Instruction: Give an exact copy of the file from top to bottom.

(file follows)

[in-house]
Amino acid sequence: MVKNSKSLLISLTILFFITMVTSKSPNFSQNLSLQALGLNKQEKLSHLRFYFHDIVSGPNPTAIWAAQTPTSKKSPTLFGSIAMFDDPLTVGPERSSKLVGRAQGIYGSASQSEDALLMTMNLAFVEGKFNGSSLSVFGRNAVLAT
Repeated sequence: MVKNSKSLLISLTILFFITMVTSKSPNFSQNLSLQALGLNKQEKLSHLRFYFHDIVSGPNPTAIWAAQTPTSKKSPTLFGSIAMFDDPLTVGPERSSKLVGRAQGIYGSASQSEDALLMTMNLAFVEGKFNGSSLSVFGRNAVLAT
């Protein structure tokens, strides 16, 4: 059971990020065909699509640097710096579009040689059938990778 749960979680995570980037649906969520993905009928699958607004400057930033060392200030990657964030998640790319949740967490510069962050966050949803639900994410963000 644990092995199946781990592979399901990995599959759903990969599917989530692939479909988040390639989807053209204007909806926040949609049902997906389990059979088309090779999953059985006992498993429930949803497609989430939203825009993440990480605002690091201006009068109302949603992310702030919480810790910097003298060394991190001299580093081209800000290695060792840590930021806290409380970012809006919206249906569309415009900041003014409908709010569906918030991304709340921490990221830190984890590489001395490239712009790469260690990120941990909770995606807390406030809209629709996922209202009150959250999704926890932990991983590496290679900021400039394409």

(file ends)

[in-house]
Amino acid sequence: MVKNSKSLLISLTILFFITMVTSKSPNFSQNLSLQALGLNKQEKLSHLRFYFHDIVSGPNPTAIWAAQTPTSKKSPTLFGSIAMFDDPLTVGPERSSKLVGRAQGIYGSASQSEDALLMTMNLAFVEGKFNGSSLSVFGRNAVLAT
Repeated sequence: MVKNSKSLLISLTILFFITMVTSKSPNFSQNLSLQALGLNKQEKLSHLRFYFHDIVSGPNPTAIWAAQTPTSKKSPTLFGSIAMFDDPLTVGPERSSKLVGRAQGIYGSASQSEDALLMTMNLAFVEGKFNGSSLSVFGRNAVLAT
């Protein structure tokens, strides 16, 4: 059971990020065909699509640097710096579009040689059938990778 749960979680995570980037649906969520993905009928699958607004400057930033060392200030990657964030998640790319949740967490510069962050966050949803639900994410963000 644990092995199946781990592979399901990995599959759903990969599917989530692939479909988040390639989807053209204007909806926040949609049902997906389990059979088309090779999953059985006992498993429930949803497609989430939203825009993440990480605002690091201006009068109302949603992310702030919480810790910097003298060394991190001299580093081209800000290695060792840590930021806290409380970012809006919206249906569309415009900041003014409908709010569906918030991304709340921490990221830190984890590489001395490239712009790469260690990120941990909770995606807390406030809209629709996922209202009150959250999704926890932990991983590496290679900021400039394409």